Dickens (Charles)


In Three Volumes

Published: Richard Bentley, London, 1838

Edition: First Edition, Mixed Issues

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First Edition, mixed issues: volumes I and II. Oliver Twist by Charles Dickens, volume III. Oliver Twist: or, the Parish Boy’s Progress, by “Boz.” 

I. [iv], [1]2-331, [1, blank], II. [iv], [1]2-307, [1, blank], III. [iv], [1]2-315, [1, blank] pages, volume 3 with the “Fireside” plate Rose, Maylie and Oliver, at page 313. With the first edition issue points; volume 1, page 318 "arter", volume  II page 50 "he admournfully", and page 118 "XXVI", but without the half title pages and the advertisements in volume I. Etched frontispiece in each volume and 21 etched plates by George  Cruikshank. Bound in half brown morocco with brown cloth sides, titled gilt on the spines in panels, marbled endpapers, all edges gilt, binding by Baynton, Bath, horizontal  crack in the leather at the top of the spine of volume III, hinges and corners wearing, contents and plates free of foxing, a very good copy. 

Eckel (John) The First Editions of the Writings of Charles Dickens and Their Values, A Bibliography, London, 1913, pages 51 – 56. ‘Six months before the completion of the story in the periodical it was issued in a 3-volume edition. Frederic G. Kitton is the authority for the statement that the 35 London booksellers contracted for only 528 copies.  

George Cruikshank, who had been the illustrator of Dickens's first published book, was selected to do the pictures for the Miscellany, and these were afterwards utilised in the book. They were of the highest grade with the exception of the last plate, which was cancelled by the author and a substitute plate drawn . 

The first edition comprises two issues, both , however, having the same title page. The first issue carries the suppressed " Fireside ” plate, and the second issue has the substituted plate, " Rose Maylie and Oliver. " Both were dated 1838 , and the title page attributed the authorship to " Boz. " The second edition contains the later plate and the shortened title " Oliver Twist, By Charles Dickens, Author of The Pickwick Papers."’ 

Cohn (Albert M.) George Cruikshank, A Catalogue Raisonné, London 1924, number 239, pages 78/9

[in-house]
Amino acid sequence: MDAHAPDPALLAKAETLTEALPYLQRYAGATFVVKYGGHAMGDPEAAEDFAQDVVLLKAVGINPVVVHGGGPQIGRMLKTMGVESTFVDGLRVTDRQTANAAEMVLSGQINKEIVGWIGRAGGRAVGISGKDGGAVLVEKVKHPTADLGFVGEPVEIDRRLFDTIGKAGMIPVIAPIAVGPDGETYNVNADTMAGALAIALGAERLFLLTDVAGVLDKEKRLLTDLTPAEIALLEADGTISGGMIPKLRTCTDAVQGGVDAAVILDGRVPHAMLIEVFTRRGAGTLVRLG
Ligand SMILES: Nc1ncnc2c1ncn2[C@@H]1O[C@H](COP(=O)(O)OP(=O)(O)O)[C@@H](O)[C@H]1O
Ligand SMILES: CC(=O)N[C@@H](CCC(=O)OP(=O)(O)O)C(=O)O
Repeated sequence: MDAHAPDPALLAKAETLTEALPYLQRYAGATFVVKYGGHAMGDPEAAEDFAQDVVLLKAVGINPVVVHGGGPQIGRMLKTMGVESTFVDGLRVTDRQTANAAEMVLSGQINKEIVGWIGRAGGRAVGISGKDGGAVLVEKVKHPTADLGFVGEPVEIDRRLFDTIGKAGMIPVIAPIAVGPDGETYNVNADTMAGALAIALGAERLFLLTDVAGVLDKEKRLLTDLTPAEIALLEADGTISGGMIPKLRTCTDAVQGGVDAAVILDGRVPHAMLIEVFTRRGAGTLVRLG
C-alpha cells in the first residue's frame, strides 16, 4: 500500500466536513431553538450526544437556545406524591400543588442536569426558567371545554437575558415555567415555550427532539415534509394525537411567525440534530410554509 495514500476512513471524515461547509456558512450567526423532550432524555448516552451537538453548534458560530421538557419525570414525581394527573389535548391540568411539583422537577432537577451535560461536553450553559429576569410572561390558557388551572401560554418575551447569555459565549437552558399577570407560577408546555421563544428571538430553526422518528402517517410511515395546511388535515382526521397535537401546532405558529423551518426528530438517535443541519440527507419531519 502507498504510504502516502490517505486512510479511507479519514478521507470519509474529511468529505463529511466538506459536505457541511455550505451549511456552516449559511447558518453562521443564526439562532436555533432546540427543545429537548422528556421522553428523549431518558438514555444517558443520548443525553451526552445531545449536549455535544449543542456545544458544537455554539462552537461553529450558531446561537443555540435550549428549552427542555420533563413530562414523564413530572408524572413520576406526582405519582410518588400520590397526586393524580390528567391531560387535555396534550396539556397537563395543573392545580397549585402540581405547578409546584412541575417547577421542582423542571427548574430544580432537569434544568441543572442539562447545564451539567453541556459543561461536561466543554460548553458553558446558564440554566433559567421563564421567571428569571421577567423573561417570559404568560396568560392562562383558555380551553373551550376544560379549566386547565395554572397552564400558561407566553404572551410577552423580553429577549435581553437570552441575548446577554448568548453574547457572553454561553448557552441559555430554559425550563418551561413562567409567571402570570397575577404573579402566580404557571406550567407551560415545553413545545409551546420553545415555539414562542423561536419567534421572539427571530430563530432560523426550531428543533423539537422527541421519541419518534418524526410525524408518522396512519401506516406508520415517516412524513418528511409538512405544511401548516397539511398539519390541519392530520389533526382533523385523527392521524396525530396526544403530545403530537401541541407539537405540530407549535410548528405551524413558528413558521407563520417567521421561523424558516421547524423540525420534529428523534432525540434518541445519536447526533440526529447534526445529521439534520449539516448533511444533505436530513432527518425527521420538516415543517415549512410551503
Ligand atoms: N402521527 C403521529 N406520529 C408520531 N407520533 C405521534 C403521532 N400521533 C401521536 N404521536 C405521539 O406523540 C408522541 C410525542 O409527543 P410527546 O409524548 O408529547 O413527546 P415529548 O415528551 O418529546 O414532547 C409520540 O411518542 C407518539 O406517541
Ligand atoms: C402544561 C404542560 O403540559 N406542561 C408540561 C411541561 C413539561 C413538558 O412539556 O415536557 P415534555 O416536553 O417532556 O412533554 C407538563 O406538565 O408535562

Oliver Twist as a Triple-Decker, Philip V. Allingham, Professor Emeritus, Lakehead University, and Dan Calinescu, (The Victoria Web, https://victorianweb.org/authors/dickens/olivertwist/3vol.html 

Why did Richard Bentley publish Oliver Twist; or, The Parish Boy's Progress in three volumes when Dickens’s other publishers, Chapman and Hall and Bradbury and Evans, chose a one-volume format for his serialized novels? The one other previously serialized novel that appeared in the triple decker format was Great Expectations (1861) — a work specifically published for lending libraries, which favoured the three-volume format because they could lend them separately. Our Mutual Friend appeared in two volumes, were then followed by a "cheap" (single-volume) edition. Prior to Oliver Twist, the only "novel" that Dickens had published was The Pickwick Papers, which first appeared after serialization as a single volume. Nicholas Nickleby, Barnaby Rudge, Martin Chuzzlewit, Dombey and Son, Hard Times, and David Copperfield all first appeared as single volumes after part-publication. 

In all likelihood, Bentley proposed the three-volume format, even though Oliver Twist is not nearly as long as Pickwick, which had appeared as a single volume at the close of its serial run, in November 1837. The success of Dickens' collected pieces in two volumes in Sketches By Boz and then a third volume ("New Series") planned — and issued — gave young Dickens the impetus to think about future works in three volumes. Even though he wrote Pickwick Papers for Chapman and Hall in twenty parts (no. 19 being a "double number") and maybe even because of the part-issue format, he had felt comfortable about the single-volume format for Pickwick as the parts involved continuous numbering of the pages. However, in mid-1836 Dickens had contracted with John Macrone to write a three-volume novel to be called Gabriel Vardon, to be finished by November of that year. As we know, that work never saw print, although it may have been subsumed in Barnaby Rudge.’ 

  • Overall Condition: A very good copy
  • Size: 8vo (190 x 115 mm)
  • Sold By: Clarke's Africana & Rare Books
  • Contact Person: Paul Mills
  • Country: South Africa
  • Email: [email protected]
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